by Fredrick Ajwang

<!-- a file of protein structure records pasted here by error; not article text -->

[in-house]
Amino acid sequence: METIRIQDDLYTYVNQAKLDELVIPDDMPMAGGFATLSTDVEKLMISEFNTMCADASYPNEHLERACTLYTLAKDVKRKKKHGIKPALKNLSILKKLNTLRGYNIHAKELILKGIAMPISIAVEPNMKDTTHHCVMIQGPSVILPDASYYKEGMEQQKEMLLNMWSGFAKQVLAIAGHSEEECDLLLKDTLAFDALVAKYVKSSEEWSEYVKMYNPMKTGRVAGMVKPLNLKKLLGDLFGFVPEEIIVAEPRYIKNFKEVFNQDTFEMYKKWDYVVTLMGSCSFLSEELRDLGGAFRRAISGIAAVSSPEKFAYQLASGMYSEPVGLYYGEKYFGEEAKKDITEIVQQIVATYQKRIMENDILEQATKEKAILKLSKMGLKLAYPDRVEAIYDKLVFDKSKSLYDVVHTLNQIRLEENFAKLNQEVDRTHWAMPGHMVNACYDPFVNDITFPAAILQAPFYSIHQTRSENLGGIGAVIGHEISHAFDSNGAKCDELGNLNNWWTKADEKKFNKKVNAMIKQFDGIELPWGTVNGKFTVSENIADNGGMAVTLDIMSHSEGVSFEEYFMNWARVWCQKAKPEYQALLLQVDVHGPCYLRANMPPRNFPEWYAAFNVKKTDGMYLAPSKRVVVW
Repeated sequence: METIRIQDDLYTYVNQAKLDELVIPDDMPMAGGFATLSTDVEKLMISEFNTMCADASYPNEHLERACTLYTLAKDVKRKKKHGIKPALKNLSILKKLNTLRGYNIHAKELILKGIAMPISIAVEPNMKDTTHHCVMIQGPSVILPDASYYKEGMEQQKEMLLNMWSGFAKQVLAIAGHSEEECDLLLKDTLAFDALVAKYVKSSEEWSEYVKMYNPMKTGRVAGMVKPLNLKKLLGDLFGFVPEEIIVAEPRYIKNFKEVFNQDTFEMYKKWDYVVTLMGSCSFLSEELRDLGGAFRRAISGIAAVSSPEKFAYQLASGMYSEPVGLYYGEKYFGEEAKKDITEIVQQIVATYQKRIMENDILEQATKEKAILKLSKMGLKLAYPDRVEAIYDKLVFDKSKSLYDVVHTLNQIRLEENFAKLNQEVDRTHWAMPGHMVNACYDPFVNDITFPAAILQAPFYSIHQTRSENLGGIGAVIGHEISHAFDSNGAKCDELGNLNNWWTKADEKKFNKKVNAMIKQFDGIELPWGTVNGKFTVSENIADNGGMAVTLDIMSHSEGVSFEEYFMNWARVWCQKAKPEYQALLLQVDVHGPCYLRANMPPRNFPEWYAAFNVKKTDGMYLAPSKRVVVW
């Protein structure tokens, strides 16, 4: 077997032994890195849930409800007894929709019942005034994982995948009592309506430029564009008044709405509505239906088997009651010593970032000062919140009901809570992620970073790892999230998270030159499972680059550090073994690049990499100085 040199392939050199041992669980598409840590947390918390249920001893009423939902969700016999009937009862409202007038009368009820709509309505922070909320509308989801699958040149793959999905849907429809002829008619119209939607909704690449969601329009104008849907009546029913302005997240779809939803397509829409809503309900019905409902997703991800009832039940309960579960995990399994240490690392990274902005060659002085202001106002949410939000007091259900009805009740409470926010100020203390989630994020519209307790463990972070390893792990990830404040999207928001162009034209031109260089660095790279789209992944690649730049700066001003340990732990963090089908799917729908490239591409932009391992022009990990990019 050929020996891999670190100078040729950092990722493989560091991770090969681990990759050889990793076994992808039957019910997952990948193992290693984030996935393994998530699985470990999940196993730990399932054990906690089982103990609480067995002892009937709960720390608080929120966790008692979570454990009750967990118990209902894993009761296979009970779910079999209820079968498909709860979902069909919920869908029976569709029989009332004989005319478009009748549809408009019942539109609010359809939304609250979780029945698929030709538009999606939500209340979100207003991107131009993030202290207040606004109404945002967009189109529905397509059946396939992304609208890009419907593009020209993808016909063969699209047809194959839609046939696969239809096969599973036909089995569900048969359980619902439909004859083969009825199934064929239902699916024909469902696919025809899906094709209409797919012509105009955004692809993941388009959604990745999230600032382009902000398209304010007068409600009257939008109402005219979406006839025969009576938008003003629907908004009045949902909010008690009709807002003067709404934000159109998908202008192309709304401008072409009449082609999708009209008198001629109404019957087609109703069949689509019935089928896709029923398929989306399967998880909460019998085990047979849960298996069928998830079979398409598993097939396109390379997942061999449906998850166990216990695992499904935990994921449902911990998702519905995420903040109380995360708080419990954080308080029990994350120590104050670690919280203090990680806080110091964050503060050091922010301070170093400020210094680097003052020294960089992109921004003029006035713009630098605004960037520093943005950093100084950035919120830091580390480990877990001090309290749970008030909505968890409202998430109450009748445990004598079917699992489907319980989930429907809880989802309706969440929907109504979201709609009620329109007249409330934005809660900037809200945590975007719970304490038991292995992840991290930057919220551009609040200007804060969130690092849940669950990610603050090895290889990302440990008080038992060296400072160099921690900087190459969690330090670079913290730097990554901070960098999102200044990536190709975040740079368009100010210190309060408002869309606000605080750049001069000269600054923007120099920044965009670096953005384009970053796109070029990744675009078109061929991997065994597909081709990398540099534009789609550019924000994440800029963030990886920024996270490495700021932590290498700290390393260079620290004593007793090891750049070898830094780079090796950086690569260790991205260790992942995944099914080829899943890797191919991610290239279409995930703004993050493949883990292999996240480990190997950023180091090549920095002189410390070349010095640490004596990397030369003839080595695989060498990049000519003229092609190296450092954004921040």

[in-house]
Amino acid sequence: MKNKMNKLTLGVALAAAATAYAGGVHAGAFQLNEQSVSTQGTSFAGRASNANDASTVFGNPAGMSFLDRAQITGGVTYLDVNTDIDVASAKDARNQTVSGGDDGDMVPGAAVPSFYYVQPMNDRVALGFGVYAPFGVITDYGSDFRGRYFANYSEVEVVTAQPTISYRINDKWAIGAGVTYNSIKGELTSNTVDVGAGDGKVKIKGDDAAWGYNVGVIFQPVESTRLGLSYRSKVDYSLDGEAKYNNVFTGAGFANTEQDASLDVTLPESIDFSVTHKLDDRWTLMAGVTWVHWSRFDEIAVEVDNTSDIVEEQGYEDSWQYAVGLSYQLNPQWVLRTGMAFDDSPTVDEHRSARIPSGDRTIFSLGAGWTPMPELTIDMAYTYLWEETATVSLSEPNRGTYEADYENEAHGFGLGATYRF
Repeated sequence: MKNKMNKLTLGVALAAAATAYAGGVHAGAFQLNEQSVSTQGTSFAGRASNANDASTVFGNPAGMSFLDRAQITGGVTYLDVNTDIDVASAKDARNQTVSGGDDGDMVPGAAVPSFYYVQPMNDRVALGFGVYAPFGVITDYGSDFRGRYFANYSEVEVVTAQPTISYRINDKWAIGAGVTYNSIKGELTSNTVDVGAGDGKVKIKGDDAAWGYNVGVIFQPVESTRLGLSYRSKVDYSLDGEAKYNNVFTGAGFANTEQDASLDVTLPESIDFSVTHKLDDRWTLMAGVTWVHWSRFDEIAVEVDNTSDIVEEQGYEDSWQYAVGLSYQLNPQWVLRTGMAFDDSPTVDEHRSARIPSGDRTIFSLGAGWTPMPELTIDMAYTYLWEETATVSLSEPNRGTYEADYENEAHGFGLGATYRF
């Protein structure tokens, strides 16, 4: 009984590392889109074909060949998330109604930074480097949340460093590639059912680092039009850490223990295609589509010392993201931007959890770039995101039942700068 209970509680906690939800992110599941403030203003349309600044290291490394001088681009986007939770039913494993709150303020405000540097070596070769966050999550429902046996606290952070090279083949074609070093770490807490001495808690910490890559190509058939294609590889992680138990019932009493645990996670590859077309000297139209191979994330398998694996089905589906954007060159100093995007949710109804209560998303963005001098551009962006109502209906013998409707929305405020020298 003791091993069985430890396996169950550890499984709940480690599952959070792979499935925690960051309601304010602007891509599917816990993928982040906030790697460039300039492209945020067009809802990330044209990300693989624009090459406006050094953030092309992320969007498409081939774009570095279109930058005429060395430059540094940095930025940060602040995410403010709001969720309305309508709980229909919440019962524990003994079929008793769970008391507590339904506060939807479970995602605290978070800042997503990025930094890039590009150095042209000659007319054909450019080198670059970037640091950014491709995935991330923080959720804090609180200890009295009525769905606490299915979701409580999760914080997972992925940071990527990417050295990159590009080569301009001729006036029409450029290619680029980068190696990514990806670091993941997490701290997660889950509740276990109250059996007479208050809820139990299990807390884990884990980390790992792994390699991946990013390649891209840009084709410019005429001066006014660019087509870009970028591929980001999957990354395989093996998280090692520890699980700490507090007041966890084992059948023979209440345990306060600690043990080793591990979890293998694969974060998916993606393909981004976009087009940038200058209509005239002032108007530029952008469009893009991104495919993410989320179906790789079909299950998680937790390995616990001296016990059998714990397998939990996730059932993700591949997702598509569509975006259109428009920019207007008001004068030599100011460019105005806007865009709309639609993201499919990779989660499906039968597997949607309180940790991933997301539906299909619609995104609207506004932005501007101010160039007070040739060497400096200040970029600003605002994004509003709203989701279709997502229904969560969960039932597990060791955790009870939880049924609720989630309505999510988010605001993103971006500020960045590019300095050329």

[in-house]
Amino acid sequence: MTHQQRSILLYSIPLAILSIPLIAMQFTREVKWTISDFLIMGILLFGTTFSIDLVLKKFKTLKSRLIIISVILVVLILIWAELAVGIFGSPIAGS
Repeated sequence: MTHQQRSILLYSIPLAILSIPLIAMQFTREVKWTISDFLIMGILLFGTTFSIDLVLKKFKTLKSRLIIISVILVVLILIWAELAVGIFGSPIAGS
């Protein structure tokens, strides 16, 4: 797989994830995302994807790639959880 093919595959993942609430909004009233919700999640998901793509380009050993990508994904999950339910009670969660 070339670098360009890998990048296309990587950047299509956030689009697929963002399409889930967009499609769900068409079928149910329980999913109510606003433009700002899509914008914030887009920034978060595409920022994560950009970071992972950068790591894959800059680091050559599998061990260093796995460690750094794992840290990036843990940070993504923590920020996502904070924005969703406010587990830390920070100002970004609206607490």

Is Africa really on the rise, or rather was it really rising? A couple of years ago, to be precise in December 2011, The Economist Magazine published an issue based on the idea that Africa was on the rise. From henceforth the narrative of Africa rising became popular in academia and policy circles primed on the impressive growth data from the continent. In a real sense the data was good; Africa had six of ten fastest growing economies in the world then with some like Angola and Ethiopia hitting double digits figures. A 2010 Mckinsey Global Institute report stated that Africa’s average real GDP rose by 4.9% annually from 2000 to 2008 more than twice the pace in 1980s and 90s. With over five years since The Economist publication of the continent on the move, what are the implications of the growth for African populace or was it just a mirage raising the hopes of the African citizens that better times were around the corner?